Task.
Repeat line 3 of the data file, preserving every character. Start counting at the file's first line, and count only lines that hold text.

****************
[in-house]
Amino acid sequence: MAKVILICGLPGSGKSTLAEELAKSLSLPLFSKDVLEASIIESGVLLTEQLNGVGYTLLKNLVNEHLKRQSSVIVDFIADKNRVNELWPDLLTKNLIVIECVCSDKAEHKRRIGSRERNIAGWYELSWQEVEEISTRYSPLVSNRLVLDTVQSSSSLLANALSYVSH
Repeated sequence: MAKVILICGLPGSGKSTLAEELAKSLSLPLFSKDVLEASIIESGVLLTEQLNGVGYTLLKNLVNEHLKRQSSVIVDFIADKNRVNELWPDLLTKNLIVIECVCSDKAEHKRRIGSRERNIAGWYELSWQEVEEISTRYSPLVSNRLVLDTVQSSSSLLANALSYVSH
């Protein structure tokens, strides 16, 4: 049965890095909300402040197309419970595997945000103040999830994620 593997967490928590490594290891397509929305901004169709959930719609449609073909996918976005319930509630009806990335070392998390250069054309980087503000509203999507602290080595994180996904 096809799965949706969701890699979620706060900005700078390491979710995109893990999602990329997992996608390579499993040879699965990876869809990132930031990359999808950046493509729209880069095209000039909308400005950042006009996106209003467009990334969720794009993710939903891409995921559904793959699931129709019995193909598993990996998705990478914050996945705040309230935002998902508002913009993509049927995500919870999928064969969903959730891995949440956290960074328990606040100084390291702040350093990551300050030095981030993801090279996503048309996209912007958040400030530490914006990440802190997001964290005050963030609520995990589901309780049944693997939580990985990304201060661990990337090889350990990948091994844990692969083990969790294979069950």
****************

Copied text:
Repeated sequence: MAKVILICGLPGSGKSTLAEELAKSLSLPLFSKDVLEASIIESGVLLTEQLNGVGYTLLKNLVNEHLKRQSSVIVDFIADKNRVNELWPDLLTKNLIVIECVCSDKAEHKRRIGSRERNIAGWYELSWQEVEEISTRYSPLVSNRLVLDTVQSSSSLLANALSYVSH